Richard III (York)
York's city wide festival continues with Shakespeare's Richard III at the Theatre Royal
A question that always puzzles me is, "Did Shakespeare's original audiences find his confiding villains, notably Iago and Richard III, funny?" It's difficult to imagine that their bluntly truthful asides contrasted with the hypocrisy of their public utterances didn't raise a laugh among the groundlings. However, performances that foreground humour are undoubtedly increasing in an age when irony is firmly in fashion.
Ian Bartholomew's Richard in Loveday Ingram's production, originally staged at Nottingham Playhouse, is certainly funny. His opening "Now is the winter of our discontent" speech sets the tone for the performance, every word of praise fraught with irony - spoken, as it were, in quotation marks.
His asides, grimaces and precision of diction chart the comical and tragic progress of his unlikely rise, the menace and evil undiluted by the laughs. In an older Richard than usual, I missed the devilish energy, but it is still a fine central performance.
It takes time for the rest of the production to cohere around him, but cohere it certainly does. The impact of the earlier scenes of court conspiracy is lessened by a rather anonymous and unimaginatively directed set of nobles.
The dark business suits don't help, nor does the misfortune that forces Charles Daish to play Clarence on crutches (a noble effort, but some loss of flexibility is inevitable), but, whatever the reason, these scenes are less than involving and even actors as capable as Paul Greenwood (Hastings) and Paul Slack (Stanley) are slow to make their mark. Milo Twomey has a nicely wry sense of mischief, but doesn't always convince as "princely Buckingham".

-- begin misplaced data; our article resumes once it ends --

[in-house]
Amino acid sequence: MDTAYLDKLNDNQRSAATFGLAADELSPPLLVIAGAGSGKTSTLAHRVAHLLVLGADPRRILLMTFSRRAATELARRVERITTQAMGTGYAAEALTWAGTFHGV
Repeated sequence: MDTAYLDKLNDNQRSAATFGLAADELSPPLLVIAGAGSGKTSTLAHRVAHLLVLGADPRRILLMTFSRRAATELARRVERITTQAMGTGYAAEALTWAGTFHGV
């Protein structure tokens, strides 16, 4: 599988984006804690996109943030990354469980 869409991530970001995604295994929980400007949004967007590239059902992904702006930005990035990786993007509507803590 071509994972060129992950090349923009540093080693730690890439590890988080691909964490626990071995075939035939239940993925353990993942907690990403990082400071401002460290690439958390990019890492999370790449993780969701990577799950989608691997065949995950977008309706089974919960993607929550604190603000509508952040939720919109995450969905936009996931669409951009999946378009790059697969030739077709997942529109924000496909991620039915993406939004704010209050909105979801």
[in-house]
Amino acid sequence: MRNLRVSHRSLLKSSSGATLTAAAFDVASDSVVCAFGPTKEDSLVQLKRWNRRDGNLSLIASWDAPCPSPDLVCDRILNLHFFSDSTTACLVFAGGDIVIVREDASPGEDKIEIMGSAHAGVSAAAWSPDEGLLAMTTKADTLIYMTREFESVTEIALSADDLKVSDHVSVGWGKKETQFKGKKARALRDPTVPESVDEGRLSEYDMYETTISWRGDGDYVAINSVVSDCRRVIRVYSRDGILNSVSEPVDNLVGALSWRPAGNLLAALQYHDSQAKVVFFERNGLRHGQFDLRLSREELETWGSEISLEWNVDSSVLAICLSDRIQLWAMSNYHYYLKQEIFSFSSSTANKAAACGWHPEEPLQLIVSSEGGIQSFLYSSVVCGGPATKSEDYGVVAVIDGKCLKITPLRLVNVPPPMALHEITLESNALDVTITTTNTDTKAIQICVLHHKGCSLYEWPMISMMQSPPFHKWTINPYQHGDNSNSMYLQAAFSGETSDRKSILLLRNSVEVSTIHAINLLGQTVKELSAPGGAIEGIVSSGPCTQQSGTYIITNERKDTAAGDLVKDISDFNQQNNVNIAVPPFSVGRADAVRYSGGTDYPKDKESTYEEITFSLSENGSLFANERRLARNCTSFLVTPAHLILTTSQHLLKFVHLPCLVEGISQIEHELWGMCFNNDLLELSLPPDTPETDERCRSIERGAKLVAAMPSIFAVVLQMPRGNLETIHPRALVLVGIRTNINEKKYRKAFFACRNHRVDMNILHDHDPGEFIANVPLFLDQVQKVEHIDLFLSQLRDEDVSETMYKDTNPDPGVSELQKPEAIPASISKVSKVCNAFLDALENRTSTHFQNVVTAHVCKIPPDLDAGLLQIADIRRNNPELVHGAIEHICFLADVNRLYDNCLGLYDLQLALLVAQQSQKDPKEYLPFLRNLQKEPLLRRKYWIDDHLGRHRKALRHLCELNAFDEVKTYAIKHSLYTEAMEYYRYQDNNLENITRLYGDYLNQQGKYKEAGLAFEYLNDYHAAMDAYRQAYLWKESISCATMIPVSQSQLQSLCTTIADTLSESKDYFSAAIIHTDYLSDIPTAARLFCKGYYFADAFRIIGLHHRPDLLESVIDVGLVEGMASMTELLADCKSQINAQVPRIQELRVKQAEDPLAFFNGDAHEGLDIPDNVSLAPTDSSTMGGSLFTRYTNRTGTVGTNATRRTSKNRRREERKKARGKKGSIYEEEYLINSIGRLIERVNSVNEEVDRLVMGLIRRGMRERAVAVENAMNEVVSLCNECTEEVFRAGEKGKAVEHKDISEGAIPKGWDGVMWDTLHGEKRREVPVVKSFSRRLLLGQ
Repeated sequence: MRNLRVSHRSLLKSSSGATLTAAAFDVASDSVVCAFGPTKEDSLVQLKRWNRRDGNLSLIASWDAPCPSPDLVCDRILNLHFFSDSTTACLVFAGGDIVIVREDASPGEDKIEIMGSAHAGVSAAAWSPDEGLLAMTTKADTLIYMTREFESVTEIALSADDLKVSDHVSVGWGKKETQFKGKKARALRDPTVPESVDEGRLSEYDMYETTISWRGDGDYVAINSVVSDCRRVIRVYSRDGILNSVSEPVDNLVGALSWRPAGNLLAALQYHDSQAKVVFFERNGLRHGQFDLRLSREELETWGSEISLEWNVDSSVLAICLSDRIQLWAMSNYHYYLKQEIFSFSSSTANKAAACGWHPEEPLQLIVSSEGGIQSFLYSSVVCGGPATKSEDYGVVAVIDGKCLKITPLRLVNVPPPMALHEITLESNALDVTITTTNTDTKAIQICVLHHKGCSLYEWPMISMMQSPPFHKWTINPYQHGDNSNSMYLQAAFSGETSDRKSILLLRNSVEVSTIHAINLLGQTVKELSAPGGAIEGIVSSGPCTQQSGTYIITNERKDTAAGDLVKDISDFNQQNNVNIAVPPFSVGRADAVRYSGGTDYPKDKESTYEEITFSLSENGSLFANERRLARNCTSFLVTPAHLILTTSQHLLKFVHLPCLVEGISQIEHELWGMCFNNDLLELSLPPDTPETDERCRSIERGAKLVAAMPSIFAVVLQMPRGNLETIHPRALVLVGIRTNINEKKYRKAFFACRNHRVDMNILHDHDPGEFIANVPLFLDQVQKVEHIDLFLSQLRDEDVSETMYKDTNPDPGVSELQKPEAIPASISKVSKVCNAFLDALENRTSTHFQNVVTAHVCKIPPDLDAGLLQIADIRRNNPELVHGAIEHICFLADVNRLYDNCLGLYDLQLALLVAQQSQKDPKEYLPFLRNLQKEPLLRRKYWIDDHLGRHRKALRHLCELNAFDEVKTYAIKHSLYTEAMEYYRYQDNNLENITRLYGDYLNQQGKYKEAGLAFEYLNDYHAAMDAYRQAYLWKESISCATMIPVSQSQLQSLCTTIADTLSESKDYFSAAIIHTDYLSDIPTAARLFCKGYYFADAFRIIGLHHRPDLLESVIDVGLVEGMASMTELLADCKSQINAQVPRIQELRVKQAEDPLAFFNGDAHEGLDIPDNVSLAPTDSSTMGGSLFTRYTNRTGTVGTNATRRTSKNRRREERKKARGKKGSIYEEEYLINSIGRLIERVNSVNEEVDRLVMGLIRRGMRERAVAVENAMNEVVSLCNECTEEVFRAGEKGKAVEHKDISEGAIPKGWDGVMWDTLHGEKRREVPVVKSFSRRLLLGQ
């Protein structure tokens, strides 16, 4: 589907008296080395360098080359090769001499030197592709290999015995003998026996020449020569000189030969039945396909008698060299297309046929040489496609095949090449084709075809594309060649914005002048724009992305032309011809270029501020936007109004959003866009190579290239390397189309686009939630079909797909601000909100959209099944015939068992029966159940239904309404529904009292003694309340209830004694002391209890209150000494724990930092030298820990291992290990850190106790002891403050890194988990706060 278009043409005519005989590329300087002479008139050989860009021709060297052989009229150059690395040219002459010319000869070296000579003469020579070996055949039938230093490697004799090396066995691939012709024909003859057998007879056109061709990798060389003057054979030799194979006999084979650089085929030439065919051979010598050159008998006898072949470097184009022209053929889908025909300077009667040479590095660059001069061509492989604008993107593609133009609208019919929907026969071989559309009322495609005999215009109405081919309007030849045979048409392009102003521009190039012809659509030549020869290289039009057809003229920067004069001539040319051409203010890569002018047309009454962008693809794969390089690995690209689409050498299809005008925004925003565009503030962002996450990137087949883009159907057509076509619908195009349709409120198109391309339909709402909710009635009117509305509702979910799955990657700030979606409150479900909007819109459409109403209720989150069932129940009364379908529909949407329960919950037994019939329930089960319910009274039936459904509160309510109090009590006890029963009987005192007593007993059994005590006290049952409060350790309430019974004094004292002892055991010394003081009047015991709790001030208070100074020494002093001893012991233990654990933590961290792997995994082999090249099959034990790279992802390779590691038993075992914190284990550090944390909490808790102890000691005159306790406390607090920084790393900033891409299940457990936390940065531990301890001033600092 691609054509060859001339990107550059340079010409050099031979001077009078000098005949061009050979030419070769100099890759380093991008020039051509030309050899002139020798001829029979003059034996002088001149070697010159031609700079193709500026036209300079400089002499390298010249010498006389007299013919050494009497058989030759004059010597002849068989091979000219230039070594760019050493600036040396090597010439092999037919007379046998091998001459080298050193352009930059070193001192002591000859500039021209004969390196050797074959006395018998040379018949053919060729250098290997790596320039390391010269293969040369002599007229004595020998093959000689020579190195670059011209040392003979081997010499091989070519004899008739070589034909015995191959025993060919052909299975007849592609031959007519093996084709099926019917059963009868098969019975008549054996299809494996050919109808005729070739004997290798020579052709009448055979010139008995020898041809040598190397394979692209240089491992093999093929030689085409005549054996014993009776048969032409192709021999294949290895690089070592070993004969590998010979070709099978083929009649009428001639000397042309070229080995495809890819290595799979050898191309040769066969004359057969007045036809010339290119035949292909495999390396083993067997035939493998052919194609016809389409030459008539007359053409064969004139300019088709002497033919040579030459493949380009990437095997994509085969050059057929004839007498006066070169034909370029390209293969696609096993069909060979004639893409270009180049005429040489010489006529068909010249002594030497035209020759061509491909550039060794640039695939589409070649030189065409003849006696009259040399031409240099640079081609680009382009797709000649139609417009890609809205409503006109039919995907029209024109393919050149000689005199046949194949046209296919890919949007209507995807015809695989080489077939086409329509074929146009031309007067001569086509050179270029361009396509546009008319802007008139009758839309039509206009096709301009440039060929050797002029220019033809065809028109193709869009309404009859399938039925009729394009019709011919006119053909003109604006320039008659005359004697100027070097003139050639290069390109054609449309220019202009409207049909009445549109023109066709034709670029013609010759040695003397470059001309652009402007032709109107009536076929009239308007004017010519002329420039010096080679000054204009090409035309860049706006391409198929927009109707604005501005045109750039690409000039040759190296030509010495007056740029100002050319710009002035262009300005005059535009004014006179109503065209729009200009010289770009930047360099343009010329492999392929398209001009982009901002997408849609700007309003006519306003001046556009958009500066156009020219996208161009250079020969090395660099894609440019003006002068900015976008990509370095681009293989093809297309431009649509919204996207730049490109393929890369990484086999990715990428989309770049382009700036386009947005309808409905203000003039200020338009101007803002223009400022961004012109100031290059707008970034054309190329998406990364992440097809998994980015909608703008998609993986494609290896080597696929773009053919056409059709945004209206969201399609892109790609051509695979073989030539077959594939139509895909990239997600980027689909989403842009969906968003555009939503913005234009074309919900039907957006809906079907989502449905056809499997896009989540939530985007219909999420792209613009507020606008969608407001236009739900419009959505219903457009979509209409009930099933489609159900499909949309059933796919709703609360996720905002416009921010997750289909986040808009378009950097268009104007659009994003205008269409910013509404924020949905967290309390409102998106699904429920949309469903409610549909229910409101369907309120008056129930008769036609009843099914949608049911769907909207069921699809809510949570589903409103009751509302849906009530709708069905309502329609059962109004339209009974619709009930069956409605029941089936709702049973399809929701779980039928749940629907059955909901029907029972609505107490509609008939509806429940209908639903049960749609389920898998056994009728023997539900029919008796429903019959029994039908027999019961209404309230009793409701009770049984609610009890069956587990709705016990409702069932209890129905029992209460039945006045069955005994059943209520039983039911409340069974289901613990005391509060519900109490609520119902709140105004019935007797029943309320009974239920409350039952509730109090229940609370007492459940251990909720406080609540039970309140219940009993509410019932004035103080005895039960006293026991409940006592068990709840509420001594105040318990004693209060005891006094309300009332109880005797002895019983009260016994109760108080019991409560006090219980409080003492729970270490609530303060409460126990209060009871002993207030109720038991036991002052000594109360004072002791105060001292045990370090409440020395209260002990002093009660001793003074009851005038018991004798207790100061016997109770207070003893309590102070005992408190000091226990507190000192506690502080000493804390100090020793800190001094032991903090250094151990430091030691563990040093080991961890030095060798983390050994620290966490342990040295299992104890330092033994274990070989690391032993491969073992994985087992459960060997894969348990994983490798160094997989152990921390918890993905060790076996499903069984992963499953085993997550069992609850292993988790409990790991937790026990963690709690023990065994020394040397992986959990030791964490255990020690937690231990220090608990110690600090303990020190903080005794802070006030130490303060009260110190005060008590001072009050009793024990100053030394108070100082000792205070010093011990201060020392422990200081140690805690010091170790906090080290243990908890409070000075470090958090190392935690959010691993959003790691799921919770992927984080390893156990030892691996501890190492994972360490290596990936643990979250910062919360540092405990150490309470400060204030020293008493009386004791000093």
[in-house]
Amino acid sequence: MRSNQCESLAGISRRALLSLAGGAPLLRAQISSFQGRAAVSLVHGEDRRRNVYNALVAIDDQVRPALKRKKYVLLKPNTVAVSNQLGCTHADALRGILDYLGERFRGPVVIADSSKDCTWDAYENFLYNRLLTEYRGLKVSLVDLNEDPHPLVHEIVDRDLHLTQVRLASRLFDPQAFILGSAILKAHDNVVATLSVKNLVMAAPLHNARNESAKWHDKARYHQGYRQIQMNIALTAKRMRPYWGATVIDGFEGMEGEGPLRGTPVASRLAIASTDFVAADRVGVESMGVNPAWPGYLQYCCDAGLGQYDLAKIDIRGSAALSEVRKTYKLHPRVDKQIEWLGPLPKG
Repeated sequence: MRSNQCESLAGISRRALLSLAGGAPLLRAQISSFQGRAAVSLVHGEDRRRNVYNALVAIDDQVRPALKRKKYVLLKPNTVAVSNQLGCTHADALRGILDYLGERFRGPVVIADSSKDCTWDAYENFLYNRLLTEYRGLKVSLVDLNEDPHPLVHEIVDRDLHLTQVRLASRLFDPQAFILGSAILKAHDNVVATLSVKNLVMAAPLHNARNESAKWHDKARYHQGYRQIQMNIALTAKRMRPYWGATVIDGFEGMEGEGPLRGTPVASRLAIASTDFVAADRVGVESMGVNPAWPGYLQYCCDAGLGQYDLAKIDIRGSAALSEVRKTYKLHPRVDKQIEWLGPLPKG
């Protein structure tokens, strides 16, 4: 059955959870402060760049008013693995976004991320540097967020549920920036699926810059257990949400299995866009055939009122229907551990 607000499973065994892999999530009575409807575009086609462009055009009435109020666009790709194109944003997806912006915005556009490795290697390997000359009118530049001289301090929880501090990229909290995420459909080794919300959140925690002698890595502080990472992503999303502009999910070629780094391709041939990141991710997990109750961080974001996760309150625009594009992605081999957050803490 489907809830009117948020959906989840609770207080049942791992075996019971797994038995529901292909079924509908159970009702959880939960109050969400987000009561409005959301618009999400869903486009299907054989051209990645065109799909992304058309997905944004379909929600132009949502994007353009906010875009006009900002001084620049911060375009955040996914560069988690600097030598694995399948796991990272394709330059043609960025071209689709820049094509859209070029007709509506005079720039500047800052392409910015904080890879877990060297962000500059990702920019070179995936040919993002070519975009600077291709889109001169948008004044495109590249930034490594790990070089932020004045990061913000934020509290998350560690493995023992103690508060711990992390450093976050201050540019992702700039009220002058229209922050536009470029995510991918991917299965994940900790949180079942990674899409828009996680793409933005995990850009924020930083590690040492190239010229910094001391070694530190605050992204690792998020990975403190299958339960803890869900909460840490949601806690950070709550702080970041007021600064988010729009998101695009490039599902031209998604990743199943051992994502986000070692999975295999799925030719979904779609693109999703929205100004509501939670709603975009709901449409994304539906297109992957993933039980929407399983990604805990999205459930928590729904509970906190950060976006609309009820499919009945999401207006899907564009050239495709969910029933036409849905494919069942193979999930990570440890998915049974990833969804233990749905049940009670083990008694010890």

The prayer book scene, when a "reluctant" Richard is persuaded to leave his devotions and take the throne by a deluded crowd of Londoners, is beautifully played by Bartholomew and Twomey and creatively directed across the auditorium – and thereafter the production hits all its targets. Siobhan McCarthy (the Queen) and Joan Moon (Duchess of York) are both outstanding as they lament and curse with venom and raw power.
The alternative to Richard, Henry of Richmond, is given a nobly assertive reading by Nyasha Hatendi that left me eager to see what he could do with Henry V. And, with the aid of Simon Higlett's imaginative and flexible set, dramatic lighting (Mark Jonathan) and sound (Drew Baumohl), William Simpson's eerie projections, and atmospheric underscoring and the occasional flash of ceremonial from Steven Edis' music, all the key scenes in the second half are tellingly effective.
Any modern-dress Shakespearean tragedy or history will have some trouble with the battle scene, but Loveday Ingram comfortably gets away with it by surrounding it with a perfectly judged night before the battle and a splendidly effective death of the King.
Richard III continues at Theatre Royal, York until Saturday 30 November.
- Ron Simpson